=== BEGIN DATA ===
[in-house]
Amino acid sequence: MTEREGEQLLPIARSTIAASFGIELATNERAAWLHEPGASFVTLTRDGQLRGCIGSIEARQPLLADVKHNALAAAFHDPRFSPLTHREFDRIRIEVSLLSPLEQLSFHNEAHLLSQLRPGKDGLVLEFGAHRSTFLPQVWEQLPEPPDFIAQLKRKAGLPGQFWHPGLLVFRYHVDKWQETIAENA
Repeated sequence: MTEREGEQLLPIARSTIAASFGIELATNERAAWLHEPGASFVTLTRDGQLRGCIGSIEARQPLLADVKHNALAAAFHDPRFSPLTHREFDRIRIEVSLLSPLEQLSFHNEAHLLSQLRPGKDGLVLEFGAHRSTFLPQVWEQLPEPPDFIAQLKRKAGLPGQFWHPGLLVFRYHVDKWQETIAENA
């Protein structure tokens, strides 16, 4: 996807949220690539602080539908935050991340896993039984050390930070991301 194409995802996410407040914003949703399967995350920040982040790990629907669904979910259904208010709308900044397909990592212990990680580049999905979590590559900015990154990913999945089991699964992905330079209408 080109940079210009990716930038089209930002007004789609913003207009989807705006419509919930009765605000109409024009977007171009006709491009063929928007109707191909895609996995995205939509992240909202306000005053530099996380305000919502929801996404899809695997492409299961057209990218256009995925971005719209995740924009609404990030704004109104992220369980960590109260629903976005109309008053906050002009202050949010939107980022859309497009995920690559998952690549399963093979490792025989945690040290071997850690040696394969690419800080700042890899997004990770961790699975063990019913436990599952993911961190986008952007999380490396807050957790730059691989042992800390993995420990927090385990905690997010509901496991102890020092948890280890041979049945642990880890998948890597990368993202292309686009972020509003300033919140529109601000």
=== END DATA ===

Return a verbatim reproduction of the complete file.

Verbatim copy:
[in-house]
Amino acid sequence: MTEREGEQLLPIARSTIAASFGIELATNERAAWLHEPGASFVTLTRDGQLRGCIGSIEARQPLLADVKHNALAAAFHDPRFSPLTHREFDRIRIEVSLLSPLEQLSFHNEAHLLSQLRPGKDGLVLEFGAHRSTFLPQVWEQLPEPPDFIAQLKRKAGLPGQFWHPGLLVFRYHVDKWQETIAENA
Repeated sequence: MTEREGEQLLPIARSTIAASFGIELATNERAAWLHEPGASFVTLTRDGQLRGCIGSIEARQPLLADVKHNALAAAFHDPRFSPLTHREFDRIRIEVSLLSPLEQLSFHNEAHLLSQLRPGKDGLVLEFGAHRSTFLPQVWEQLPEPPDFIAQLKRKAGLPGQFWHPGLLVFRYHVDKWQETIAENA
């Protein structure tokens, strides 16, 4: 996807949220690539602080539908935050991340896993039984050390930070991301 194409995802996410407040914003949703399967995350920040982040790990629907669904979910259904208010709308900044397909990592212990990680580049999905979590590559900015990154990913999945089991699964992905330079209408 080109940079210009990716930038089209930002007004789609913003207009989807705006419509919930009765605000109409024009977007171009006709491009063929928007109707191909895609996995995205939509992240909202306000005053530099996380305000919502929801996404899809695997492409299961057209990218256009995925971005719209995740924009609404990030704004109104992220369980960590109260629903976005109309008053906050002009202050949010939107980022859309497009995920690559998952690549399963093979490792025989945690040290071997850690040696394969690419800080700042890899997004990770961790699975063990019913436990599952993911961190986008952007999380490396807050957790730059691989042992800390993995420990927090385990905690997010509901496991102890020092948890280890041979049945642990880890998948890597990368993202292309686009972020509003300033919140529109601000």